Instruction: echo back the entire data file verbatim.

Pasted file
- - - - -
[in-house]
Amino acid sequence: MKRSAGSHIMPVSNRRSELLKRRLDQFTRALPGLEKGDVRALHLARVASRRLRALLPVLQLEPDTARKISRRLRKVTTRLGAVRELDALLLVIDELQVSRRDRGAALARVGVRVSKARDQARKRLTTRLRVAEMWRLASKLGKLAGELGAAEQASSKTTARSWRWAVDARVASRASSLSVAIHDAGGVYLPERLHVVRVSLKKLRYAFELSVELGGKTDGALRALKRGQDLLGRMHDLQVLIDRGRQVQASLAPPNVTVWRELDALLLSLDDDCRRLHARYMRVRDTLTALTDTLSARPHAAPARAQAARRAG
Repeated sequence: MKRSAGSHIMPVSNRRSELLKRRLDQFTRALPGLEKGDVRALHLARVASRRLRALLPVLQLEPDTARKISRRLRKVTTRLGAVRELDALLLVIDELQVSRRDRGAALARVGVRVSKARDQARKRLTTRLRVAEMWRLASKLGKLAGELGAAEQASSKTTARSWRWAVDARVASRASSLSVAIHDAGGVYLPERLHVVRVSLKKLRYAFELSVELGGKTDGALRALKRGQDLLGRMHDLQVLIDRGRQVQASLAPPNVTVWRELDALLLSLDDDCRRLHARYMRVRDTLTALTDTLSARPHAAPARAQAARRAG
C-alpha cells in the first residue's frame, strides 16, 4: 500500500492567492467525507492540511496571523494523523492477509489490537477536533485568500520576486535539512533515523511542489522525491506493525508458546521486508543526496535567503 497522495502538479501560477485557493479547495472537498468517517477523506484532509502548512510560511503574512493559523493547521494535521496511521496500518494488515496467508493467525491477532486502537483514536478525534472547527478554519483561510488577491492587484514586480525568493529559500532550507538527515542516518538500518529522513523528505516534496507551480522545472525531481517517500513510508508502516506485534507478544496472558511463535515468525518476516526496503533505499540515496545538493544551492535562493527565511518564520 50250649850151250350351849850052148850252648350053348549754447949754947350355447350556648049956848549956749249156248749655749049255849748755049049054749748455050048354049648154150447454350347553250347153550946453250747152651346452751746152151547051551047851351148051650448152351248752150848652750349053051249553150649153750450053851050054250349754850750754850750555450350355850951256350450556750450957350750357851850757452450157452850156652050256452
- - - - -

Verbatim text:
[in-house]
Amino acid sequence: MKRSAGSHIMPVSNRRSELLKRRLDQFTRALPGLEKGDVRALHLARVASRRLRALLPVLQLEPDTARKISRRLRKVTTRLGAVRELDALLLVIDELQVSRRDRGAALARVGVRVSKARDQARKRLTTRLRVAEMWRLASKLGKLAGELGAAEQASSKTTARSWRWAVDARVASRASSLSVAIHDAGGVYLPERLHVVRVSLKKLRYAFELSVELGGKTDGALRALKRGQDLLGRMHDLQVLIDRGRQVQASLAPPNVTVWRELDALLLSLDDDCRRLHARYMRVRDTLTALTDTLSARPHAAPARAQAARRAG
Repeated sequence: MKRSAGSHIMPVSNRRSELLKRRLDQFTRALPGLEKGDVRALHLARVASRRLRALLPVLQLEPDTARKISRRLRKVTTRLGAVRELDALLLVIDELQVSRRDRGAALARVGVRVSKARDQARKRLTTRLRVAEMWRLASKLGKLAGELGAAEQASSKTTARSWRWAVDARVASRASSLSVAIHDAGGVYLPERLHVVRVSLKKLRYAFELSVELGGKTDGALRALKRGQDLLGRMHDLQVLIDRGRQVQASLAPPNVTVWRELDALLLSLDDDCRRLHARYMRVRDTLTALTDTLSARPHAAPARAQAARRAG
C-alpha cells in the first residue's frame, strides 16, 4: 500500500492567492467525507492540511496571523494523523492477509489490537477536533485568500520576486535539512533515523511542489522525491506493525508458546521486508543526496535567503 497522495502538479501560477485557493479547495472537498468517517477523506484532509502548512510560511503574512493559523493547521494535521496511521496500518494488515496467508493467525491477532486502537483514536478525534472547527478554519483561510488577491492587484514586480525568493529559500532550507538527515542516518538500518529522513523528505516534496507551480522545472525531481517517500513510508508502516506485534507478544496472558511463535515468525518476516526496503533505499540515496545538493544551492535562493527565511518564520 50250649850151250350351849850052148850252648350053348549754447949754947350355447350556648049956848549956749249156248749655749049255849748755049049054749748455050048354049648154150447454350347553250347153550946453250747152651346452751746152151547051551047851351148051650448152351248752150848652750349053051249553150649153750450053851050054250349754850750754850750555450350355850951256350450556750450957350750357851850757452450157452850156652050256452